The Life and Dance of Anna Pavlova
Review posted October 6, 2015.
Chronicle Books, San Francisco, 2015. 48 pages.
This is an evocative, poetic, and beautiful picture book biography of the great ballerina, Anna Pavlova.
The actual text is short on details and long on atmosphere, but it gets the story across. A well-written, still mellifluous Author’s Note at the back fills things in.
Anna started out the daughter of a laundress. Here’s how Laurel Snyder puts it in her note:
It was a hard life, and Russia under the czars was generally a world where the poor stayed poor. Anna’s life should have been dismal.
But one night Anna’s mother told her, “You are going to enter fairyland,” as the two climbed into their sleigh and sped off to the Mariinsky Theatre. There, Anna heard Tchaikovsky’s music for the first time. She watched the dancers step out onto the stage, and her life was changed forever. Anna knew what she wanted to do with her life.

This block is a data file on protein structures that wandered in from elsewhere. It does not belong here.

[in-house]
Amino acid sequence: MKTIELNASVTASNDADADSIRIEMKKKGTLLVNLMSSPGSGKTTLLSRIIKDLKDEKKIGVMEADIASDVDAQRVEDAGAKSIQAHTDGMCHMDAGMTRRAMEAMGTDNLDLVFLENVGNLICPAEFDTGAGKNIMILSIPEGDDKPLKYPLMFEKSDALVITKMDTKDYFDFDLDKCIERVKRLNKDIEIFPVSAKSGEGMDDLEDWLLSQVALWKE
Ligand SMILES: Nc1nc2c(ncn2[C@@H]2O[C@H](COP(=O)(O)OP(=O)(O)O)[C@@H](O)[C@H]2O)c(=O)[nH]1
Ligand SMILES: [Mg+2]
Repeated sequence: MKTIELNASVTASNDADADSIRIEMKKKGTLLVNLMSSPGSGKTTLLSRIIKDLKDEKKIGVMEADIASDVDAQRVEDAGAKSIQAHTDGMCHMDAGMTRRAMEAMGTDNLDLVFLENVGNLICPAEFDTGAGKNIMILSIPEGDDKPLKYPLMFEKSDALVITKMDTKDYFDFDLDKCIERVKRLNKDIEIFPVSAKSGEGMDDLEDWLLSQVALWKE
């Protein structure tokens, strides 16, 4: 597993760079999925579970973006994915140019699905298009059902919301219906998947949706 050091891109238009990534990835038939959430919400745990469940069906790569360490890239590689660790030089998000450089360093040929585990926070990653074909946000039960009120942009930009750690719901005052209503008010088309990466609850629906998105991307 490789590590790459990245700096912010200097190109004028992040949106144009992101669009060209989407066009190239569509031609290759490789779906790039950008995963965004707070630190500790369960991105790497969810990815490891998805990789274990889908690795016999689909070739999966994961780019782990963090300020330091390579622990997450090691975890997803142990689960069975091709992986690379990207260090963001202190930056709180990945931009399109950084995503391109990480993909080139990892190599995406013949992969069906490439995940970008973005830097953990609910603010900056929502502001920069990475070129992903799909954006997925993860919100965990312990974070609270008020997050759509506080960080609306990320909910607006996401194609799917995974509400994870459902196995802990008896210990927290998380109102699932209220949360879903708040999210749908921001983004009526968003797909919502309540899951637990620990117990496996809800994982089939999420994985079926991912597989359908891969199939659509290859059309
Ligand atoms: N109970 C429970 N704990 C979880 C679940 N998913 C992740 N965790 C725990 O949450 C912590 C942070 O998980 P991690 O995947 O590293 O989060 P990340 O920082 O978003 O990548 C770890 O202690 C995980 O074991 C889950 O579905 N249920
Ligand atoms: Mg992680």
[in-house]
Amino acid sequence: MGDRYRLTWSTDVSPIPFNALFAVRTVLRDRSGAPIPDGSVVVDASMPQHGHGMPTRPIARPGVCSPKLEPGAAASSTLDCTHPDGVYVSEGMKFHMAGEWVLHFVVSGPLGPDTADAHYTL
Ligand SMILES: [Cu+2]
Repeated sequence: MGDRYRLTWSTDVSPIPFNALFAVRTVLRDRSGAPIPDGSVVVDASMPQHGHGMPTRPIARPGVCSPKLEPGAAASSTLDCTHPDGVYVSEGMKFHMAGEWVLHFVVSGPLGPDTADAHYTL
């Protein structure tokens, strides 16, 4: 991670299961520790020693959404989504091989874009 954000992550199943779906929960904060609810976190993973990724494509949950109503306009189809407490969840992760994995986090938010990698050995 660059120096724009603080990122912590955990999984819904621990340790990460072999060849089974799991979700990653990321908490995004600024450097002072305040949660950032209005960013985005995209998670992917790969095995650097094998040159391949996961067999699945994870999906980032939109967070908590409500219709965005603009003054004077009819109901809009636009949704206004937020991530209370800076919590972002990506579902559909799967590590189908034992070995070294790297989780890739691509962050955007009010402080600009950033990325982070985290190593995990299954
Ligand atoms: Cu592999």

The main picture book text begins with this incident of Anna and her mother going through the snow to the ballet. Julie Morstad’s illustrations are perfect for this book, capturing the beauty of Anna’s grace as a little girl in a plain dress all the way through her triumphant performances as The Dying Swan.
Here’s the poetic way Laurel Snyder tells about the start of Anna’s career:
Until one night she takes the stage . . .
a glimmer, a grace.
Everyone feels it,
and the lamps shine brighter.
The room holds its breath.
It shouldn’t be that she should be
Her legs too thin,
her feet all wrong –
and ooh, those toes!
She is only a girl –
so small – so frail –
see her face, her flutter?
Anna was born for this.
I didn’t know before reading this book that Anna Pavlova worked to bring ballet to everyone, where before it had been primarily an art form enjoyed by the rich. But ballet changed Anna’s life, and she wanted to bring its power to others and traveled around the world doing that.